Bet You Didn’t Know: Secrets Behind The Making Of “Harlem Nights”

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Three Generations

One of the many reasons, black folk liked this film, when the mainstream didn’t, was because it included three generations of black comedians. Just like Eddie looked up to Richard Pryor, Pryor looked up to Redd Foxx, even working in Redd’s Los Angeles club when he was first starting out. So at 67, 49 and 28 the men were able to say that they are very similar but still unique in their approach, which is what helped to make their working relationship so successful. In the Jan 1990 issue of Ebony magazine, Eddie shared what this opportunity meant to him:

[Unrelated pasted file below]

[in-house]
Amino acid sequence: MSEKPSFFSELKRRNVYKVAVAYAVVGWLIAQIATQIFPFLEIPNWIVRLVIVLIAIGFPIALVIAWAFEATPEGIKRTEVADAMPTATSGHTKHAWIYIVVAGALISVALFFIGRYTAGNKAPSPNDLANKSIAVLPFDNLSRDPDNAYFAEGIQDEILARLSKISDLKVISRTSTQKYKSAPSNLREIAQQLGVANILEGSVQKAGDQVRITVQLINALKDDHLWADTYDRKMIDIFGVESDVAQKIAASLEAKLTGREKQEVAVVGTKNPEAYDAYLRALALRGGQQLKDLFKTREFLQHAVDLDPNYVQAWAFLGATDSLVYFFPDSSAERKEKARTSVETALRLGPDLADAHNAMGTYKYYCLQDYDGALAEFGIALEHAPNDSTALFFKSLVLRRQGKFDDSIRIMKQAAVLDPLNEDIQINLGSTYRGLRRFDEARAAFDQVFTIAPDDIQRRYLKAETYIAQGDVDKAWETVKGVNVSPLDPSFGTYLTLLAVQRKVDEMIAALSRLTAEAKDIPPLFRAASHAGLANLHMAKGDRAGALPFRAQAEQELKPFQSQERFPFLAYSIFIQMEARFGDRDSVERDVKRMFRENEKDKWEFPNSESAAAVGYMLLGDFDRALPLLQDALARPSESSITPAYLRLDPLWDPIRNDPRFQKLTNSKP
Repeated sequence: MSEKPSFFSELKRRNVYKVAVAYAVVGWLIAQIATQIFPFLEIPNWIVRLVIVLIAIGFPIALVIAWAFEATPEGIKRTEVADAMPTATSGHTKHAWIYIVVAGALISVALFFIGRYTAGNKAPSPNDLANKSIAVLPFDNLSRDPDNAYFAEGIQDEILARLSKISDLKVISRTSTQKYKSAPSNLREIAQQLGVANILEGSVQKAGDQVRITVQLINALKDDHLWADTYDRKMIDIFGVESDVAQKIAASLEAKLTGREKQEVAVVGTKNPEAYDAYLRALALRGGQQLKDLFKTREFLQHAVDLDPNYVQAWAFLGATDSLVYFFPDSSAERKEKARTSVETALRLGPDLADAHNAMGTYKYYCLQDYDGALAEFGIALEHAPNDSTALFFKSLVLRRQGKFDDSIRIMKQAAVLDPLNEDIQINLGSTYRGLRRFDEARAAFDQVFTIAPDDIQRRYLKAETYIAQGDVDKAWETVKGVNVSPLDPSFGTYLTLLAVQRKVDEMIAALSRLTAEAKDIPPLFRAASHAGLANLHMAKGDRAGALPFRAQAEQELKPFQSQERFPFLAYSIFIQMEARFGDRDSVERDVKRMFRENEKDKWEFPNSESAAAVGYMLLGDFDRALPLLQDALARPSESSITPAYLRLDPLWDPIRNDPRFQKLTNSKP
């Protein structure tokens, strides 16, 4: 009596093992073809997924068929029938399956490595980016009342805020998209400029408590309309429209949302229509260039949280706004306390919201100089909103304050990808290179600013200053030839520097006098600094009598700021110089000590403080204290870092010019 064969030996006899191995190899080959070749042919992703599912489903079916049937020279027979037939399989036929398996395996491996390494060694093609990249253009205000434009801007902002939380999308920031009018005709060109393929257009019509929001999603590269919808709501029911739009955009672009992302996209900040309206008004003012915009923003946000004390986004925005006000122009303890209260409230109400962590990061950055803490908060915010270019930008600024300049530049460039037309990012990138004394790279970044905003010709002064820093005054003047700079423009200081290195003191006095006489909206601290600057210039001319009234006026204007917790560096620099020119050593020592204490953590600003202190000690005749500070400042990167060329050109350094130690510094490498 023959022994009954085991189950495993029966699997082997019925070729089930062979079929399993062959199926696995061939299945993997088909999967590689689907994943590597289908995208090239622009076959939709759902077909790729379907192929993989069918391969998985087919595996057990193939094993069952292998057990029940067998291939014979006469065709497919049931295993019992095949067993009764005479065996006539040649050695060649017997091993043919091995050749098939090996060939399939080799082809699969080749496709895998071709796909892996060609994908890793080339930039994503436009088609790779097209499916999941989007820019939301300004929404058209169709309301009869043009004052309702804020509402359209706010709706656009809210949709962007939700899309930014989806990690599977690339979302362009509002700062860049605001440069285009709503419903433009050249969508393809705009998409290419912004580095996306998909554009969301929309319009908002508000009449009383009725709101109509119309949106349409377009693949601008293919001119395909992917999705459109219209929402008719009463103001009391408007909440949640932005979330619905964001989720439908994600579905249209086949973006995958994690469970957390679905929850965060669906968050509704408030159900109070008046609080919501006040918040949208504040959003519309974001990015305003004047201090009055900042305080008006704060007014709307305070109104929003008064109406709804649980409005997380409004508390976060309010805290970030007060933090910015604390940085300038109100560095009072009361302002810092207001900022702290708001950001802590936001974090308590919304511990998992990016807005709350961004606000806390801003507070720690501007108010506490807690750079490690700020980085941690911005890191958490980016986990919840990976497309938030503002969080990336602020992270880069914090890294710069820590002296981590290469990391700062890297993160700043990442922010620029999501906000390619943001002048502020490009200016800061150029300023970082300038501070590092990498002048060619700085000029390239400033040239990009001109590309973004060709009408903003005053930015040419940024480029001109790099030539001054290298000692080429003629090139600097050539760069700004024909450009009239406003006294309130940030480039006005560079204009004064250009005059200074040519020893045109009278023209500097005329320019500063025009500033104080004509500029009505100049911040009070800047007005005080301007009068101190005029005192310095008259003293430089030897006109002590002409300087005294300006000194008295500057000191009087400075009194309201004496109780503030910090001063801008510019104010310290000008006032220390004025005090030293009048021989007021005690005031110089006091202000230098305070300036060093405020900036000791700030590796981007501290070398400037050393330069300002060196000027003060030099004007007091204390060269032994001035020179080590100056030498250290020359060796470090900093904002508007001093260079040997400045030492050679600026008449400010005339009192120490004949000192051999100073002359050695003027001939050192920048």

“This whole thing didn’t happen until we all got together and cooked this up,” Murphys says. “Hollywood wasn’t trying to hook us up. But I think it’s just historic that I get to work with these brothers. The privilege of working with Richard and Redd has been the greatest reward of my career.”

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